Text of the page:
Having attained angelic life,
You defeated demons with the weapon of the Cross;
Therefore, O most glorious Mary you are a Bride of the Kingdom!

Thursday Apr 14, 2005

Rocketboom (daily vlog with amanda congdon)

From Garfield's artcle: "At, chirpy, irreverent host Amanda Congdon delivers oddball news and snarky observations in a primitive studio (or maybe a one-bedroom)."

I've watched the last week's worth -- she is/they are a hoot!

Bob Garfield's 'Chaos Scenario'

Fascinating article, subtitled 'A Look at the Marketing Industry's Coming Disaster', on 'What happens if the traditional marketing model collapses before a better alternative is established?'


I think 'when' is the better question.

Even the good TV has gone bad, as CSI gets worse with every spin-off, on-brand and off. (I have to confess, though: I have a real soft spot for NCIS, mostly because their cartoon characters are a lot more fun to watch than the huffing and puffing prototypes on the more 'serious' iterations.) Not even worth mentioning the dynasties that started bad.

TV advertising has gone down hill with them. Does anybody remember the adZZZzzzzzzzzzzzzzzzz from this year's Super Bowl? I was hoping for excitement on the order of another wardrobe malfunction, and all I got was Sir Paul McCartney huffing and puffing out the oldies. A dose of any of the ED remedies currently blanketing the market would have helped the show. (Of course, if it had run for more than four hours, it would have meant an embarassing trip to the emergency room...)

But the alternatives aren't much more feasible or appealing, at least for now. The glitzy, personalized billboards served up to Tom Cruise in Minority Report, based on retinal scans, are still a ways away. And as Chas Edwards notes in his blog entry on 'TV's Micro-Targeting Future',

Seemingly everyone wins when a commercial featuring all-wheel drive airs on TV sets in Rockland County, N.Y., but not on TV sets in Westchester, N.Y., if the snowstorm turns to rain while crossing the Hudson. But here's the rub: This kind of ad targeting means dozens if not hundreds of 30-second commercials for every single advertising campaign, each spot racking up hundreds of thousands of dollars in video production costs. In other words, creative costs could quickly outpace the media costs to place those spots on the air. Likewise, the investment in ad agency staff required to plan, place and track dollars spent across hundreds of channels, websites and radio networks—rather than just a handful in a typical ad campaign today—could put agencies out of business overnight.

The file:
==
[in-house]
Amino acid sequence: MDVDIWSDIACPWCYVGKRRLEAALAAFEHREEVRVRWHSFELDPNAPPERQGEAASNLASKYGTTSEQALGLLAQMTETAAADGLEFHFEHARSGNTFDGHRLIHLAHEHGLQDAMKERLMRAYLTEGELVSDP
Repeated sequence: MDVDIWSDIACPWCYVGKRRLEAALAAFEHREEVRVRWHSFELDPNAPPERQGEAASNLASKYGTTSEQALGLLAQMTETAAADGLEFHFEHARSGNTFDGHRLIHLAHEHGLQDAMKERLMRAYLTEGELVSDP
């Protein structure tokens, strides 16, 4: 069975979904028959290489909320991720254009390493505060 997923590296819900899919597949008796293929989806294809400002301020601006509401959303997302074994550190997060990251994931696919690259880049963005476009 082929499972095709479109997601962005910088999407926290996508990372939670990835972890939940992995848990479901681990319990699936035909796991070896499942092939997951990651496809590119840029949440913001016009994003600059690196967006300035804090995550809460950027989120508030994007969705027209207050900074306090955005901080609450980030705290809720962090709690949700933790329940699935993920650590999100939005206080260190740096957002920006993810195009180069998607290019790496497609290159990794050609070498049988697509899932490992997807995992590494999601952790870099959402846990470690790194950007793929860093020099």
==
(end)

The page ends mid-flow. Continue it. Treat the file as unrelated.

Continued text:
So scratch that approach for the near term. And finally, as Garfield asks in 'Chaos Scenario',

Content will be enormously diverse, agrees Forrest Research research director Chris Charron, but will it constitute a legitimate advertising medium? “A lot of people talk about these social networks and blogs and the blogosphere as being great ways to attract consumers and attract eyeballs and potentially good advertising opportunities, but history shows that is not the case, even recent history. Remember GeoCities? I think they were bought by Yahoo for $3 or $4 billion. Well, it never became a very viable advertising outlet and that’s because it wasn’t a great context for people to place ads. Advertisers weren’t interested in putting them on a personal homepage for Chris Charron for my friends and relatives to see.”

Of course, if any of you advertisers would like to drop $3 or $4 billion (the billion also applies to the $3, by the way) to advertise on my blog, I'm fine with it, and I'm sure Sun would be happy to help... for a slice of the pie. I hope you all haven't given up on blog ads just because of that GeoCities thing.

If at first you don't succeed...

Tuesday Apr 12, 2005

They Know Why I Fly

My new best friend, Kim Creaven, is the advertising director for American Airlines Publishing, the fine folks who bring us American Way and Celebrated Living magazines, plus CBS Eye on American, and many of the nice touches you'll find in the Admirals Clubs.

Why is Kim my new best friend, you ask?

Because she just sent me the latest issue of American Way AUTOGRAPHED by my very favorite editor, Sherri Gulczynski Burns, and my very favorite columnist, Jim Shahin. And I got way more than autographs: I got PERSONAL NOTES. I'd tell you what the notes say... but they're personal.

Sorry. :)

This one is going in my permanent collection.

This is one to show the grand kids.

(I don't have any grand kids yet -- just saying.)

I am in editorial wannabe heaven here. I thumb my nose at other airlines and their boorish, boring magazines. American Way rocks.

Kim, Sherri and Jim rock.

These people know why I fly.